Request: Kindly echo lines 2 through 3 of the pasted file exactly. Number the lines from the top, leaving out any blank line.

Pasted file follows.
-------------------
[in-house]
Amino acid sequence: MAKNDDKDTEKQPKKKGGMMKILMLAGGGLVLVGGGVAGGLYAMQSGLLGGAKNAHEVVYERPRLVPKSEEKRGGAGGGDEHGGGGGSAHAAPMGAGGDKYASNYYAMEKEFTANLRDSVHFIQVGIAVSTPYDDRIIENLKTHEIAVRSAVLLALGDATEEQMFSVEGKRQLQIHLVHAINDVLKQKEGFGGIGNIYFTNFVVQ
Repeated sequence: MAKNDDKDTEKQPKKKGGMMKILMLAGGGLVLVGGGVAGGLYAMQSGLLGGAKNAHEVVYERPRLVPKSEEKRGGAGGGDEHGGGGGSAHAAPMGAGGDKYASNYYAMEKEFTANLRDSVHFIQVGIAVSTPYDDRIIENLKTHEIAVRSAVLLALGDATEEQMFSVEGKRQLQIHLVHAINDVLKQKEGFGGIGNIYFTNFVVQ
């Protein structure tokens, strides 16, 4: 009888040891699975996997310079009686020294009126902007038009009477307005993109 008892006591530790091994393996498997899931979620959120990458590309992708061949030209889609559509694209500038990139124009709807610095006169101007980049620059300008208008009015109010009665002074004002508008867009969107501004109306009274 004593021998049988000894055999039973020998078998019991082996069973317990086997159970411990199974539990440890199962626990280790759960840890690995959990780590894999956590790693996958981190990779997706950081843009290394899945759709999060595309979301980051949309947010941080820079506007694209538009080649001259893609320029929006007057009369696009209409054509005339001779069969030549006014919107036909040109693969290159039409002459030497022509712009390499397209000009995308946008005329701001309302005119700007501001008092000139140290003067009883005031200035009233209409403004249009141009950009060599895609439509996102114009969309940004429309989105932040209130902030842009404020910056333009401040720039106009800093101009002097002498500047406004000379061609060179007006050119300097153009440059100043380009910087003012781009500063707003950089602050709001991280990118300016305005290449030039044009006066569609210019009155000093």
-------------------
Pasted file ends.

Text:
Amino acid sequence: MAKNDDKDTEKQPKKKGGMMKILMLAGGGLVLVGGGVAGGLYAMQSGLLGGAKNAHEVVYERPRLVPKSEEKRGGAGGGDEHGGGGGSAHAAPMGAGGDKYASNYYAMEKEFTANLRDSVHFIQVGIAVSTPYDDRIIENLKTHEIAVRSAVLLALGDATEEQMFSVEGKRQLQIHLVHAINDVLKQKEGFGGIGNIYFTNFVVQ
Repeated sequence: MAKNDDKDTEKQPKKKGGMMKILMLAGGGLVLVGGGVAGGLYAMQSGLLGGAKNAHEVVYERPRLVPKSEEKRGGAGGGDEHGGGGGSAHAAPMGAGGDKYASNYYAMEKEFTANLRDSVHFIQVGIAVSTPYDDRIIENLKTHEIAVRSAVLLALGDATEEQMFSVEGKRQLQIHLVHAINDVLKQKEGFGGIGNIYFTNFVVQ